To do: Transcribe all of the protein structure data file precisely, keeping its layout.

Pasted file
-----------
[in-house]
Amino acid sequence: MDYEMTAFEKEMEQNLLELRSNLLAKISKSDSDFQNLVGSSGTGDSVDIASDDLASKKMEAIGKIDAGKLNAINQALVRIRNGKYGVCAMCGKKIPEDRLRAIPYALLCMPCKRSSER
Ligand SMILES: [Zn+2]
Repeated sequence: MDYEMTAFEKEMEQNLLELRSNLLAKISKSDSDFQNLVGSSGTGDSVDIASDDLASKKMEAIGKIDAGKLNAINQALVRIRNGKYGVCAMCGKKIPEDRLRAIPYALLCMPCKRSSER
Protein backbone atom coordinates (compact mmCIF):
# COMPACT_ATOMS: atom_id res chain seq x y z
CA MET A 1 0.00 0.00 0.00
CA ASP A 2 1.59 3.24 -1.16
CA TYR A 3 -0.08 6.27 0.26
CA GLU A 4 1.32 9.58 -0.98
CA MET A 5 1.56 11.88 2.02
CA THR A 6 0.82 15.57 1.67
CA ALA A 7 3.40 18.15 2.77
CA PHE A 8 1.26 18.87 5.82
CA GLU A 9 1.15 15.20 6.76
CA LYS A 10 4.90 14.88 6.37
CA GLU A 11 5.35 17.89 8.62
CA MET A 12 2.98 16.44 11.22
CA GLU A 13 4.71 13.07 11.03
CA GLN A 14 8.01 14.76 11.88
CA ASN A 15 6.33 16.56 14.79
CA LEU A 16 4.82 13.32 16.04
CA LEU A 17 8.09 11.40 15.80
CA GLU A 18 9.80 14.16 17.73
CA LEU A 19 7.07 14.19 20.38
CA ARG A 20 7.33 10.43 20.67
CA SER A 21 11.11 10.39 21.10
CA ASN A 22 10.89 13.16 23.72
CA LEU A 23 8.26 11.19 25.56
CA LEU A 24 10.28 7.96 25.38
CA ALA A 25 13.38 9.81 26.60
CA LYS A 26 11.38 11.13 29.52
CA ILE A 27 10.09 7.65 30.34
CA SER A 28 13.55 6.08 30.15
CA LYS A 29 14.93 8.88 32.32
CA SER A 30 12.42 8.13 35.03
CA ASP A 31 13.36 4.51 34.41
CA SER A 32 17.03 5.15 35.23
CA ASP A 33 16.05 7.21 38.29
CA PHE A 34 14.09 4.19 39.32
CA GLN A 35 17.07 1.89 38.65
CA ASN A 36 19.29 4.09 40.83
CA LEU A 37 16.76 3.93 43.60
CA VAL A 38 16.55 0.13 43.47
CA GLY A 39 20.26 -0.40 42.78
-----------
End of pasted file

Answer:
[in-house]
Amino acid sequence: MDYEMTAFEKEMEQNLLELRSNLLAKISKSDSDFQNLVGSSGTGDSVDIASDDLASKKMEAIGKIDAGKLNAINQALVRIRNGKYGVCAMCGKKIPEDRLRAIPYALLCMPCKRSSER
Ligand SMILES: [Zn+2]
Repeated sequence: MDYEMTAFEKEMEQNLLELRSNLLAKISKSDSDFQNLVGSSGTGDSVDIASDDLASKKMEAIGKIDAGKLNAINQALVRIRNGKYGVCAMCGKKIPEDRLRAIPYALLCMPCKRSSER
Protein backbone atom coordinates (compact mmCIF):
# COMPACT_ATOMS: atom_id res chain seq x y z
CA MET A 1 0.00 0.00 0.00
CA ASP A 2 1.59 3.24 -1.16
CA TYR A 3 -0.08 6.27 0.26
CA GLU A 4 1.32 9.58 -0.98
CA MET A 5 1.56 11.88 2.02
CA THR A 6 0.82 15.57 1.67
CA ALA A 7 3.40 18.15 2.77
CA PHE A 8 1.26 18.87 5.82
CA GLU A 9 1.15 15.20 6.76
CA LYS A 10 4.90 14.88 6.37
CA GLU A 11 5.35 17.89 8.62
CA MET A 12 2.98 16.44 11.22
CA GLU A 13 4.71 13.07 11.03
CA GLN A 14 8.01 14.76 11.88
CA ASN A 15 6.33 16.56 14.79
CA LEU A 16 4.82 13.32 16.04
CA LEU A 17 8.09 11.40 15.80
CA GLU A 18 9.80 14.16 17.73
CA LEU A 19 7.07 14.19 20.38
CA ARG A 20 7.33 10.43 20.67
CA SER A 21 11.11 10.39 21.10
CA ASN A 22 10.89 13.16 23.72
CA LEU A 23 8.26 11.19 25.56
CA LEU A 24 10.28 7.96 25.38
CA ALA A 25 13.38 9.81 26.60
CA LYS A 26 11.38 11.13 29.52
CA ILE A 27 10.09 7.65 30.34
CA SER A 28 13.55 6.08 30.15
CA LYS A 29 14.93 8.88 32.32
CA SER A 30 12.42 8.13 35.03
CA ASP A 31 13.36 4.51 34.41
CA SER A 32 17.03 5.15 35.23
CA ASP A 33 16.05 7.21 38.29
CA PHE A 34 14.09 4.19 39.32
CA GLN A 35 17.07 1.89 38.65
CA ASN A 36 19.29 4.09 40.83
CA LEU A 37 16.76 3.93 43.60
CA VAL A 38 16.55 0.13 43.47
CA GLY A 39 20.26 -0.40 42.78